By late January 2021 not a single African country had received vaccines and the road map to vaccination in Africa was unclear. Yet despite the vaccine nationalism that continues to grip the world, African countries managed to improve their access to vaccines through a combination of diplomacy and structured finance techniques. This article explains how this was made possible and explores some of the legal issues that have plagued (and continue to plague) all countries seeking to acquire COVID-19 vaccines.
A global pandemic requires a global solution. The world cannot afford for any country to be left behind in the vaccination drive. Yet this was exactly what was happening in Africa. While wealthy nations were using their negotiating power to buy up more vaccines than they needed, many lower income countries were left to rely on COVAX, a donor funded vaccine sharing scheme which is designed to provide lower income countries with free or heavily discounted vaccines.
While COVAX is a much-needed initiative, its implementation has been slower than expected and its capacity is limited to the provision of vaccines for only 27% of the populations in eligible countries. This is far lower than the minimum target of 60% that international health bodies estimate countries will need in order to have a minimum level of protection to engage in normal life.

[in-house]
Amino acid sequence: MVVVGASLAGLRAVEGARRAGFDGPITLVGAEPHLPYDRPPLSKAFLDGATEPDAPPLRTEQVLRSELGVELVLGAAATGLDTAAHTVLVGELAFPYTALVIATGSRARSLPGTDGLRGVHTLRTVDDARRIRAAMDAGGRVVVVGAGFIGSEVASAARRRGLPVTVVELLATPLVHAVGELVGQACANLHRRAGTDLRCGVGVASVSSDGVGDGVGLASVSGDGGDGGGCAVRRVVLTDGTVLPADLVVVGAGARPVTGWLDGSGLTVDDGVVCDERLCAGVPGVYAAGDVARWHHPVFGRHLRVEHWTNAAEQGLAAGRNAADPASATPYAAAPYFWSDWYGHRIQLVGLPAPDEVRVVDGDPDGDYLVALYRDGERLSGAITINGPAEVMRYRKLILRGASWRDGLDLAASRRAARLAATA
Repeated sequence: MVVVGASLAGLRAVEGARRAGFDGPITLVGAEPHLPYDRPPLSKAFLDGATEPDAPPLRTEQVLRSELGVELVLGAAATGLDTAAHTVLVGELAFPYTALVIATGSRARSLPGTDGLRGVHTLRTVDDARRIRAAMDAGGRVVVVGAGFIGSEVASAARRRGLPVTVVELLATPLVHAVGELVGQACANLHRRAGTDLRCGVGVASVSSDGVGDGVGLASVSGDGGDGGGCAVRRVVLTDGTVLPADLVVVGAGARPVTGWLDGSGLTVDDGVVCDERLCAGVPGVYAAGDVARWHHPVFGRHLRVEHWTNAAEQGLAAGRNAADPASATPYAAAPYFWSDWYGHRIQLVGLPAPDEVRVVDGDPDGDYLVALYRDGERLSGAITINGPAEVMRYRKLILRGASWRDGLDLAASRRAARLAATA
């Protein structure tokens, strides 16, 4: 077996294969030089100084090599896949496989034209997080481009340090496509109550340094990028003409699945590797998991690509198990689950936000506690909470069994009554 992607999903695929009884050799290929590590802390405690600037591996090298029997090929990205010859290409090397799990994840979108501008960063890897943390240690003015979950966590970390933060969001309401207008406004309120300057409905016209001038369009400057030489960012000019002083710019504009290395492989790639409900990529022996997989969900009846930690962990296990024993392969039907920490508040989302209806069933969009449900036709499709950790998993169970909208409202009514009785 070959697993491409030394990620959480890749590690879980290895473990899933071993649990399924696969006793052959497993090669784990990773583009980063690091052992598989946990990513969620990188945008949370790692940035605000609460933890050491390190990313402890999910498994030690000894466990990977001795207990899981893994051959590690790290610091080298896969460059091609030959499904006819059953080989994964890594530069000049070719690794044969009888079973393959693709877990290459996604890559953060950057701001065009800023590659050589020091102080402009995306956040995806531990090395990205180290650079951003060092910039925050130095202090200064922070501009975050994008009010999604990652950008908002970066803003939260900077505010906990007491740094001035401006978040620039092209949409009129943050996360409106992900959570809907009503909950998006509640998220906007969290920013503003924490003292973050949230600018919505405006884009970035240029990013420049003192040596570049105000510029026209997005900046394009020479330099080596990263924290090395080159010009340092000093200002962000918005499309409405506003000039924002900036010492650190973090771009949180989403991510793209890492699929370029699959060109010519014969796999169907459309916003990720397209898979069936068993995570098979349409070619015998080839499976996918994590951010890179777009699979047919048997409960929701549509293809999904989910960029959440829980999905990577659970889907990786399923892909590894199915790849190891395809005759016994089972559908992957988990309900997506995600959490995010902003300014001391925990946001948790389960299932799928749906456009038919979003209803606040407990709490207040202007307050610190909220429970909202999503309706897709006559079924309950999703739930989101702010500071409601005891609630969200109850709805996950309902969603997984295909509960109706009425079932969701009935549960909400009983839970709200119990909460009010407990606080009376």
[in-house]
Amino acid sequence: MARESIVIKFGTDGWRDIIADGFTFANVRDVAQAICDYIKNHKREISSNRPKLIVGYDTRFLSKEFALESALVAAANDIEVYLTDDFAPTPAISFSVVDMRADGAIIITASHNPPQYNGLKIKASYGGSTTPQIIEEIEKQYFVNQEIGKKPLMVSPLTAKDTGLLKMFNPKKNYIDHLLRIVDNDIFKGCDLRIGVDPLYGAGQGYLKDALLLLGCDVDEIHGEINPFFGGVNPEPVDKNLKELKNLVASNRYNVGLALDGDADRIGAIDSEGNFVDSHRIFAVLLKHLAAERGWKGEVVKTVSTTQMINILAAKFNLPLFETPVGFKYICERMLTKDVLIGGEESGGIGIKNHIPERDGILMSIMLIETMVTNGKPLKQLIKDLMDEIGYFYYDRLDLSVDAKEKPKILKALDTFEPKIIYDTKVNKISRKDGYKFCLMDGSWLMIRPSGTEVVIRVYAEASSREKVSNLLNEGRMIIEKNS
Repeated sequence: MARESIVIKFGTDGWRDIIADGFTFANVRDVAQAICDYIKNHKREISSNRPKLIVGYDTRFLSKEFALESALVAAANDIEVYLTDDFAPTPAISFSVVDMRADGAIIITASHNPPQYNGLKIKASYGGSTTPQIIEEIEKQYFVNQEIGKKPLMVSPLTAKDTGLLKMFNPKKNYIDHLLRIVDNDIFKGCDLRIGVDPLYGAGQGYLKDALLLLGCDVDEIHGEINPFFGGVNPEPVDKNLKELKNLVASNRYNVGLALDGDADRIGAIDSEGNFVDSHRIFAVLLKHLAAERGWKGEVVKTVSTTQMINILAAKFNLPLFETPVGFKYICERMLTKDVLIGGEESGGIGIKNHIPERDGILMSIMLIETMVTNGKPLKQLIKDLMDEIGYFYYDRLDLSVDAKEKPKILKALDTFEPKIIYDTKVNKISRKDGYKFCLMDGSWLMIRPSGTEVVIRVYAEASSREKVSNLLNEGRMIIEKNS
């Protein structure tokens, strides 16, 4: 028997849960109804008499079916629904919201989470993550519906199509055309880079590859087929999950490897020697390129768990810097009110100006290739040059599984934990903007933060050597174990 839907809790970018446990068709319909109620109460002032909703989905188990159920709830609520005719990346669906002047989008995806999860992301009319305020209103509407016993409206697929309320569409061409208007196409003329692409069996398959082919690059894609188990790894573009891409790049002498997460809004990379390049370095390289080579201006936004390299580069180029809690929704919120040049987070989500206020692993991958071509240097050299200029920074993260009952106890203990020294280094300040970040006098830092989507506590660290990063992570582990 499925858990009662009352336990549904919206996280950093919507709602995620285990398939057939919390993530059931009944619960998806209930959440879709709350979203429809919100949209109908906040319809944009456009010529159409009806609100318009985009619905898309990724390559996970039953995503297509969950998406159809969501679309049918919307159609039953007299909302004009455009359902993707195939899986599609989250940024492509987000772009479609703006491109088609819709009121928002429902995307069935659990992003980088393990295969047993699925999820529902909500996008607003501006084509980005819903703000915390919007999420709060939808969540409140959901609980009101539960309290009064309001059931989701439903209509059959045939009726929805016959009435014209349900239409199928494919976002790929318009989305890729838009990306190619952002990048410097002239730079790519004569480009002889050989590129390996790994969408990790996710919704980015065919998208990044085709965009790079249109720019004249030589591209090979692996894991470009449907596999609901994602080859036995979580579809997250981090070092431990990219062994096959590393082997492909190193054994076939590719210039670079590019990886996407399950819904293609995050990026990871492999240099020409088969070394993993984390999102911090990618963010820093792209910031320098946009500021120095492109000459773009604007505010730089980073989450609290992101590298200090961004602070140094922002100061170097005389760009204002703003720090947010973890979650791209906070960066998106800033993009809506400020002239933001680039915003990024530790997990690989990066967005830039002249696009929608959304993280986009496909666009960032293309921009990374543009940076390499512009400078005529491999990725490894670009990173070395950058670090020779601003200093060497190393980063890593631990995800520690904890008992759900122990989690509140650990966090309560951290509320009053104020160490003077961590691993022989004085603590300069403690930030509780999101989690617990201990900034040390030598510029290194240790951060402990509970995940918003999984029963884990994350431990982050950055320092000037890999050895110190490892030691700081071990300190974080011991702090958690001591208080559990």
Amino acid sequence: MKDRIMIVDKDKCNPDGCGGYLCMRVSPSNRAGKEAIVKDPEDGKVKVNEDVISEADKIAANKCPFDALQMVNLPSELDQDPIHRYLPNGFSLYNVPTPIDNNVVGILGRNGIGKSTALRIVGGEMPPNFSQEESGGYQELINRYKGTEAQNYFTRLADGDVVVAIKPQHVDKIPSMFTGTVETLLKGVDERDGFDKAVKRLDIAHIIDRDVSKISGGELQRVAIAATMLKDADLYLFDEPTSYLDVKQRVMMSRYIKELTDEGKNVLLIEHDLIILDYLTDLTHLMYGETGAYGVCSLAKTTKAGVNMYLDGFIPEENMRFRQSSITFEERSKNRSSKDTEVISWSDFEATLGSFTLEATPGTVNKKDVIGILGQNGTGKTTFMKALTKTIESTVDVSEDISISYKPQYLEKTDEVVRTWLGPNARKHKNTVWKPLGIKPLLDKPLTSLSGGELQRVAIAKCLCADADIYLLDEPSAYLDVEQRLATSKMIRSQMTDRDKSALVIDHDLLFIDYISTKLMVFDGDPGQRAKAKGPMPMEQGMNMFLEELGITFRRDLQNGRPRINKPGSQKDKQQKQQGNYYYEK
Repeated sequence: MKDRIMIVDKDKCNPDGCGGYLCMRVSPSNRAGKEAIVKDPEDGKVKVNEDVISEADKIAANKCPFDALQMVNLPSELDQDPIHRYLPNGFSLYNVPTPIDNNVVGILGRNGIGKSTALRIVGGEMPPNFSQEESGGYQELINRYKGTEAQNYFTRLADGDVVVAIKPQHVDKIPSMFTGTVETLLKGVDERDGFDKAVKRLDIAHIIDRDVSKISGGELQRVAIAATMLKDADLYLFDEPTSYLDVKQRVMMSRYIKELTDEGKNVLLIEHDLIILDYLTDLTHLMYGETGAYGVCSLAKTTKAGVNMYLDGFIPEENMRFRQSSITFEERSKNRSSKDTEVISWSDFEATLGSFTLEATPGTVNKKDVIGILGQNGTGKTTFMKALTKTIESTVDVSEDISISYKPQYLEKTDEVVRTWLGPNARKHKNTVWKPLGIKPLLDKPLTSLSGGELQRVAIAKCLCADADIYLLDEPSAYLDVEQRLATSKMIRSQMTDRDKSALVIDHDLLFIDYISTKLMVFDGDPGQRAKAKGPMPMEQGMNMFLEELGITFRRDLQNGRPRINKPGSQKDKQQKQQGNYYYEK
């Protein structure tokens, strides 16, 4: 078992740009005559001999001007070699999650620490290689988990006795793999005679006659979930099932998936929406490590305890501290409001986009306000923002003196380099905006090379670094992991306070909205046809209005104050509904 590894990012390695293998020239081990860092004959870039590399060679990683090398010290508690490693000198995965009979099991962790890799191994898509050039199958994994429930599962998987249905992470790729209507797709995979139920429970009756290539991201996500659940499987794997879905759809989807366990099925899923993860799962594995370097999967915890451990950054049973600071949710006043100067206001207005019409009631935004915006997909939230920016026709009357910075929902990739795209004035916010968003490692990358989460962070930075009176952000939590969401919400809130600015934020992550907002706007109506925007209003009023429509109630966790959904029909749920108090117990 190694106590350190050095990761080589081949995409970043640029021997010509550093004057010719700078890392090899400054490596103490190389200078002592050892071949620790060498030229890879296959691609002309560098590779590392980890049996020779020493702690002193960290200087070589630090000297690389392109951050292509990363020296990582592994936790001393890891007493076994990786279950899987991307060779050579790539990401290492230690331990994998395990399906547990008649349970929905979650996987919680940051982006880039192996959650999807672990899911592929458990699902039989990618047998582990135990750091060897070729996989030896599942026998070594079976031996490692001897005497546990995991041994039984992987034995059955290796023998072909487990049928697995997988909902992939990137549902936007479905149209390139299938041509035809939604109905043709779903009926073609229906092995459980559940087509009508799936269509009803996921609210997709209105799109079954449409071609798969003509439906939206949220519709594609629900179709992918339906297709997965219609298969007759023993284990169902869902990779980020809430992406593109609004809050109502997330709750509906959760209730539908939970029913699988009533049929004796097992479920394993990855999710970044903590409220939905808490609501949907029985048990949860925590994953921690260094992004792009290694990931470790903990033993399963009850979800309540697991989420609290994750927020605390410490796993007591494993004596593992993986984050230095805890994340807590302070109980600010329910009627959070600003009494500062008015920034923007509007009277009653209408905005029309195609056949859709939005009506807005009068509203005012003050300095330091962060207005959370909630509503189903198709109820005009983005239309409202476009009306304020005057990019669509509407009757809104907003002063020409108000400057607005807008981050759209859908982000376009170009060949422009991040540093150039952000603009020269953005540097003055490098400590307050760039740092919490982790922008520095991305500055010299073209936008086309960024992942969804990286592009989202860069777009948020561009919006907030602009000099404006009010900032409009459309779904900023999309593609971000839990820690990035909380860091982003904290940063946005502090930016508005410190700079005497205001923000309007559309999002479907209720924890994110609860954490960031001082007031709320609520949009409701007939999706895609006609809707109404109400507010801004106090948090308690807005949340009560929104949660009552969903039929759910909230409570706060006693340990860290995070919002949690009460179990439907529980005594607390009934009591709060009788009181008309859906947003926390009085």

To ensure that Africa receives swift access to vaccines, the continent as a whole is negotiating, procuring and paying for vaccines centrally through a newly created special purpose vehicle (SPV). This innovative Pan-African approach to procurement is unprecedented and a potential game-changer not only for Africa, but also for other countries who may find themselves marginalized at the international negotiating table.